Paper Making

Arnold Grummer is a professional with paper making crafts, and his quality art materials are a prestigious part of the paper crafts at Madison. Arnold has been in the paper making field for over 30 years, and he is a faculty member of the Institute of Paper Chemistry as well as the curator of the Dard Hunter Paper Museum. Arnold enjoys advancing the art of paper making and teaching all ages from preschoolers to corporate executives to the FBI when needed.

His experience is found in every area of the paper craft. He teaches paper coloring, adding texture to paper, making envelopes, how to store pulp correctly, how to make paper properly and much more.  He has many tips that utilize his products, and will enhance your artwork. Arnold spreads the joy of the craft with all his students, and these materials are hand selected for our artist’s use.



Paper Making is a unique art form, and the Arnold Grummer art materials and products are materials that Arnold uses to teach paper crafting to students of all ages.


Arnold Grummer has been making paper for more than 30 years, first as a faculty member of the Institute of Paper Chemistry, then as curator of the Dard Hunter Paper Museum, and currently as the President of Greg Markim Inc. He has written four books and dozens of articles on paper science and paper crafting. He teaches preschoolers, FBI forensic scientists, printers, artists, and corporate executives about the miracles of fibers and hydrogen bonding in paper.

Arnold’s credits include television programs, Smithsonian presentations, and paper making with visiting dignitaries and a U.S. President.

In 1999 the prestigious paper making society, Friends of Dard Hunter, captured the essence of Arnold’s distinctive contribution with it’s first-ever Lifetime Achievement Award: "For advancing the art of paper making...and sharing your infectious joy of the craft with us all."

(Please search "Paper" in our search box for more of our Paper Products.}

TIPS ON PAPERMAKING

Adding Color To Your Papermaking:
How do I add color to my handmade paper?
If you are making paper you should know there are numerous ways you can add color to it. You can use liquid or powdered paints, or you can use tea, coffee, dye, food coloring or small bits of colored paper. All of these are viable options for tinting your paper pulp.

Adding Texture to Homemade paper:
How do you add texture to hand made papers?

You can easily add texture to your paper making process. Not only does texture add a visual interest to your paper but it adds personality. Possible materials to use to add texture to your paper can include confetti, flower seeds, sparkles, embroidery thread, torn tissue paper or leaves. All of these will dramatically change an ordinary piece of paper into a fine piece of art.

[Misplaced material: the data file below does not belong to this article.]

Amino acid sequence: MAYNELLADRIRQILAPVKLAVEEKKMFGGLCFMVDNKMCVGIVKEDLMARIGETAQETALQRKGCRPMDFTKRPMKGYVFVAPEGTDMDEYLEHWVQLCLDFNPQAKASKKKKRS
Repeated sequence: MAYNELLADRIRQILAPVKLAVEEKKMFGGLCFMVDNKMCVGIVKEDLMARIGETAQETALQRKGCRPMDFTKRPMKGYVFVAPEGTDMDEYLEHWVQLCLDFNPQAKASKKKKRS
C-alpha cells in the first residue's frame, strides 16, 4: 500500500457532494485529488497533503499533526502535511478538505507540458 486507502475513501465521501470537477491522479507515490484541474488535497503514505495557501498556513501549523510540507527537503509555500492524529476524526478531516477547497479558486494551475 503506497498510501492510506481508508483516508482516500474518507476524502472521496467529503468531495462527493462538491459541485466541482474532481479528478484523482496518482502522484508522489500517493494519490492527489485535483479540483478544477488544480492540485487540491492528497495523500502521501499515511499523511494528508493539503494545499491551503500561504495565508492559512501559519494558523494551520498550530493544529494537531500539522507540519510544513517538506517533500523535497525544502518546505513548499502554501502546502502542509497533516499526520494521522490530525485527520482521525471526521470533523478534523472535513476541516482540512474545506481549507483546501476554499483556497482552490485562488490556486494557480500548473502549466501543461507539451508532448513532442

Making an Envelope:
Is it possible to make an envelope?
How would you like to make envelopes to house the stationary paper you have made? All you have to do is purchase a piece of vinyl and cut it to fit the inside of your deckle. Next, trace an envelope onto the center of the vinyl and cut it out. Put the vinyl into you mold and you have your envelope pattern.

Making Paper:
What can you use to make paper?
One of the best sources to make paper is to use your old newspapers. Recycling newspapers into paper is good for the environment and it can save you the trouble of locating materials to make your stationary. You can also use magazine pages, junk mail and even gift wrap. You will never look at your garbage the same again!

Making Your Own Papermaking Mold:
Is it possible to make your own papermaking mold?
You can easily make your own papermaking mold. All you have to do is use embroidery hoops as your frame. Next, cut screening that is two inches larger than your embroidery hoops. Place the screening between your hoops and tighten it up like you would a piece of embroidery cloth. That is all there is to it! Keep in mind that the finer the screen, the finer your paper will be.

Storing quantities of Pulp:
Is it possible to store pulp?
You can make up a large run of similar papers even if you do not plan to use it all at once. All you have to do is make a larger quantity of paper to soak for pulp. Then, place your mixture into freezer bags and freeze them. The next time you need to make some paper simply pull it out of the freezer.